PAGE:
"If we can't put three square meals on the table and we can't protest, then our democracy could be in danger."
1995. I was on my way to school at KNUST in Kumasi. But when l got to the Nkrumah Circle to commence the short walk to the Neoplan Station, I was aroused by a sea of jubilant faces that had begun to congregate at the Obra Spot.
Young men in red armbands drummed and sang their hearts out as some drivers honked their car horns in support of the forming crowd. The weather was clear and anticipation was high. Ghana was about to be rocked by a political thunderbolt.
Instead of making my way to the Neoplan Station to catch a bus to Kumasi, l walked briskly towards the direction of the crowd. "Curiosity killed the cat." Ladies and gentlemen, the famous Kumepreko demonstration was underway!
I was in no hurry to get to school that morning, so l joined the happy throng of agitators as a participant spectator, unknown to anyone in my family. It was the first time l participated in a demonstration.
Before long, we hit the main Circle ---Accra road in a rather solemn march towards the heart of the city. It was a massive crowd, the largest ever in the history of political protests in this country. I presumed the destination was the royal Osu Castle. The singing continued as we connected the intercession near the Markola market toward the old STC Yard.
Everything was peaceful and even orderly until we got to the stretch of road in front of the STC yard. All of a sudden, l heard gunshots from the other side of the road. But who could be firing into the crowd of peaceful protesters?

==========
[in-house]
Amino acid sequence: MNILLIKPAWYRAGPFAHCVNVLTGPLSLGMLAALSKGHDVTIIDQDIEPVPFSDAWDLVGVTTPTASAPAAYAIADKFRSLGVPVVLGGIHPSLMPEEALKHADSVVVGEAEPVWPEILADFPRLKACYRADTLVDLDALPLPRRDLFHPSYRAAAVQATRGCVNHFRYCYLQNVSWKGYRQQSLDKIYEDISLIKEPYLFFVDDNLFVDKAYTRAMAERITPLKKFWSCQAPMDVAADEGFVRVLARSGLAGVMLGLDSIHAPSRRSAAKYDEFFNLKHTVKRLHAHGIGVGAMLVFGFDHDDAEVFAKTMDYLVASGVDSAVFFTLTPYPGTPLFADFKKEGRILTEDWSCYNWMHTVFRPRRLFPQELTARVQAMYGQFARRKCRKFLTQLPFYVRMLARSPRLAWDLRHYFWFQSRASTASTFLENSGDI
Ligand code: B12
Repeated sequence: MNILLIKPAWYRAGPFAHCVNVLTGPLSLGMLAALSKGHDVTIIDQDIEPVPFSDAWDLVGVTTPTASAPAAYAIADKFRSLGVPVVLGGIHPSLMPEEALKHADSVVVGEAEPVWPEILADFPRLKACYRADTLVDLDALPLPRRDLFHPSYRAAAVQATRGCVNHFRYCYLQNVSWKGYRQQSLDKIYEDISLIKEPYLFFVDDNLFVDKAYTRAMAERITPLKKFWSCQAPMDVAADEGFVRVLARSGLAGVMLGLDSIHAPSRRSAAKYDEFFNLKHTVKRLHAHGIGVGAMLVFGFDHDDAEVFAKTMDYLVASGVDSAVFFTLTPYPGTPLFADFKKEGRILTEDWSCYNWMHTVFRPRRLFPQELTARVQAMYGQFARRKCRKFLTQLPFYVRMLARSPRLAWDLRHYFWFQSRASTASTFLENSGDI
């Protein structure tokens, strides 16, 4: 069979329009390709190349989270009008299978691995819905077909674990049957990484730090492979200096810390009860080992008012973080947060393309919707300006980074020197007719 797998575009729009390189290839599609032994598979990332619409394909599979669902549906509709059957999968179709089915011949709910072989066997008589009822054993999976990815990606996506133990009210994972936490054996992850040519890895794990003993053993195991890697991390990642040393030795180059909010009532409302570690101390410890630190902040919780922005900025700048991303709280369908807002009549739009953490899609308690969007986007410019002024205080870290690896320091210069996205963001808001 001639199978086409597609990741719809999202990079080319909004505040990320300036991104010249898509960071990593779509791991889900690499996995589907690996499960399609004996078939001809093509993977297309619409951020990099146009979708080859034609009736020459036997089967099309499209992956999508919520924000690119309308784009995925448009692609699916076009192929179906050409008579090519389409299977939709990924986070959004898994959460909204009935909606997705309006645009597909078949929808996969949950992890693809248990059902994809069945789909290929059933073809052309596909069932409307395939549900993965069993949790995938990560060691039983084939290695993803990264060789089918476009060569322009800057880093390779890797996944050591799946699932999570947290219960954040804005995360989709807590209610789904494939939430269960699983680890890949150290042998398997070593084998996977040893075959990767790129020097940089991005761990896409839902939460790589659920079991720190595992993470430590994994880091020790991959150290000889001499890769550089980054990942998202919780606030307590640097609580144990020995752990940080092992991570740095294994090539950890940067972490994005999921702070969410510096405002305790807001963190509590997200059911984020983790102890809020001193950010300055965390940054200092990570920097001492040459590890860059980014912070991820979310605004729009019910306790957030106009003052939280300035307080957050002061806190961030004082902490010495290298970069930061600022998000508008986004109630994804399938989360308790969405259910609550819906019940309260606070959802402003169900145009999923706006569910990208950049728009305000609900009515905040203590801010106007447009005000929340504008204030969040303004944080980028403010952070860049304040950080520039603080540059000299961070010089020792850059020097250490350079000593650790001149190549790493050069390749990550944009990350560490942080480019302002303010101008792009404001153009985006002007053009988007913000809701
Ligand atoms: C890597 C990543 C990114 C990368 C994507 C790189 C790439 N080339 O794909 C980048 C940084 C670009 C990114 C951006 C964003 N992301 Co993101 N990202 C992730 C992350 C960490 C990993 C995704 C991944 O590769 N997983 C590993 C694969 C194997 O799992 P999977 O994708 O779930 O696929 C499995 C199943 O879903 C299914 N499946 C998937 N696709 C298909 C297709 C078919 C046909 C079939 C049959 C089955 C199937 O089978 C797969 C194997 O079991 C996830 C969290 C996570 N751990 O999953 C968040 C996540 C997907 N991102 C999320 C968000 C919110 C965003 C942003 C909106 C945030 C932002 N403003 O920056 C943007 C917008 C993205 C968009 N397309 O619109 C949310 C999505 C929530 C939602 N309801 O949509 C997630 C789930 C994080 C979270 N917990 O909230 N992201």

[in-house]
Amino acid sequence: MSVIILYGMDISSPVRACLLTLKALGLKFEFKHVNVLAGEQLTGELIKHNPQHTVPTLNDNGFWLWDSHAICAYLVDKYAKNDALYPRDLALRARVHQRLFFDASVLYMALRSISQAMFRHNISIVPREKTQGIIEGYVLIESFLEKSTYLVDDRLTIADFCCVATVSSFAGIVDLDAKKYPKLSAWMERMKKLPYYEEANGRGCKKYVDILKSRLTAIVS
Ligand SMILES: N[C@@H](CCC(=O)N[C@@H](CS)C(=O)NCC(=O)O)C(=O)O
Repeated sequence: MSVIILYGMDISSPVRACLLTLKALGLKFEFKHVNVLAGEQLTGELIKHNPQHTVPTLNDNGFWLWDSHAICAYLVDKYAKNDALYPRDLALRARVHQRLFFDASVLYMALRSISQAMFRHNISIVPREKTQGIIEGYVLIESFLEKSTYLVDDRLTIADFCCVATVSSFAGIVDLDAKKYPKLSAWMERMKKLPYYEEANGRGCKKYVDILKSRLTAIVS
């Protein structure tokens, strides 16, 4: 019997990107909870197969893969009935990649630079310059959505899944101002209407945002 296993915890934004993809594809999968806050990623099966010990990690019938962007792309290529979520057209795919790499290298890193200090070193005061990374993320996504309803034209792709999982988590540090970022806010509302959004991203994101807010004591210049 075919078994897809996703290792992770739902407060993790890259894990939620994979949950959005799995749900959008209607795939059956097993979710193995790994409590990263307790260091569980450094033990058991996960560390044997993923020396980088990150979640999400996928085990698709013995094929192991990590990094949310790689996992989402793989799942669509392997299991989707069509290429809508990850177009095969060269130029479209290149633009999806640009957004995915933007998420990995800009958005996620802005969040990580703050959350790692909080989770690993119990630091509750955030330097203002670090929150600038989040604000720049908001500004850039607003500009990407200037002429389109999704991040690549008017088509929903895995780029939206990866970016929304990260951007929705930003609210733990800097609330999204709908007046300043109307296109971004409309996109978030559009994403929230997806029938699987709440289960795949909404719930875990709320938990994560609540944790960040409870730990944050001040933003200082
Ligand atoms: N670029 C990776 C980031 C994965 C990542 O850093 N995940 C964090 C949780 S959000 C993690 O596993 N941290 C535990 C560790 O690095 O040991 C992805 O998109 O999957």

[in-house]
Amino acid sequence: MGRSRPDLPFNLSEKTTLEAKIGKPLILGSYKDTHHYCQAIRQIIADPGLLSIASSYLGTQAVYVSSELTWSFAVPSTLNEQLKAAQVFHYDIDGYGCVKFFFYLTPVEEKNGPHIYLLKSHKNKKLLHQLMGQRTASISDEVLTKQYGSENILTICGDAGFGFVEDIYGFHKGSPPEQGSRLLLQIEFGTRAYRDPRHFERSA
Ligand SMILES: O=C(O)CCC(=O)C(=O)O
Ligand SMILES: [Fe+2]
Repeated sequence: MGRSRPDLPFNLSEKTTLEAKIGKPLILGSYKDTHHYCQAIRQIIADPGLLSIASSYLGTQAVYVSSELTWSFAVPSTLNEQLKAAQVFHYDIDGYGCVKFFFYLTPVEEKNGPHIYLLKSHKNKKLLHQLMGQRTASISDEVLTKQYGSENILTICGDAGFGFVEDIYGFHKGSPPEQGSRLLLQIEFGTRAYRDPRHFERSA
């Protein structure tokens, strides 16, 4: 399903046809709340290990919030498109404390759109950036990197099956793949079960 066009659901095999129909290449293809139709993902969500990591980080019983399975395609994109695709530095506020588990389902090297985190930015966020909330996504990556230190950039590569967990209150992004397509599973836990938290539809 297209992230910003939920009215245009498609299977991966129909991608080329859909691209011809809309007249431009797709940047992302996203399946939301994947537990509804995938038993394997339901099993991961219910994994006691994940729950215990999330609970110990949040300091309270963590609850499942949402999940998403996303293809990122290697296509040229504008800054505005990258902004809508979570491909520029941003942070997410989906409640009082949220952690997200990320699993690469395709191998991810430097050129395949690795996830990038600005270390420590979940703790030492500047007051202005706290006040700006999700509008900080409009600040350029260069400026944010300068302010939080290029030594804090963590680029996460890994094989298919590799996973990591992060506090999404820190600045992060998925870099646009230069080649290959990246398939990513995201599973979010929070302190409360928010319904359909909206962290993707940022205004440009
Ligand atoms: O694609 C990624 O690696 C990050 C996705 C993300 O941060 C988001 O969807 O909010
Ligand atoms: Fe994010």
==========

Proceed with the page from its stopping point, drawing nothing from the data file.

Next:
From then on, nothing was clear to anyone. We all went helter-skelter, everyone on his heels, as fast as the legs could carry us. To this day, l still don't remember how l made it back to the Neoplan Station. But anyway, l arrived at the KNUST later that night and l was glad l could sleep peacefully on my student pillow again, safe and away from the commotion.
It was later confirmed that those who fired into the crowd were members of a group associated with the ruling government. But worse still, some demonstrators lost their lives, apart from the injured. The events of the march took center stage in local and international news. Lives were lost, but it was a historic attempt to resist the oppressor's rule.
So why do governments fear political protests and peaceful demonstrations so much? Politicians beg us for our votes. We feed them, clothe them, protect them, sacrifice our comfort for them so they can deliver public goods and lead us into freedom, justice and prosperity.
But every time, they enrich themselves, their families and their cronies, while the rest of the people wallow in poverty and misery.
Worst still, they don't want us to protest against their unlawful accumulation of wealth at our expense.They would unleash the police on protesters, like dogs on thieves, to terrorise the people by whose vote they now stand exalted.
The Rawlings Government had introduced VAT to worsen the plight of citizens who were already burdened by the government's severe economic policies.
Unemployment was rife, and the cost of living was on the rise. The demonstration was the masses only significant way to let off bottled-up political steam and to call for redress. How could anyone describe it as lawless and why should anyone lose his life as a result?
Incidentally, our current president, Nana Addo Dankwa Akufo Addo was among the leaders of the demonstration. If you investigate some of the old photos, you would see his younger version spotting a T' shirt and matching beside Tarzan.
His greying hair, already on its way to armageddon, sat rather uncomfortably on a militant head, offering no protection to his forehead.
If anyone had prophesied 28 years ago that the tables would turn some day and comrade Akufo-Addo would unleash armed police on peaceful protesters in 2023, the prophet would have been labelled a major drunkard.
Almost every constitutionally elected president in Ghana has participated in a protest march prior to becoming president. Yet, once in office, they freeze at protesters and crash them, hiding behind the police and the Public Order Act!
If we can't put three square meals on the table and we can't protest, then our democracy could be in danger.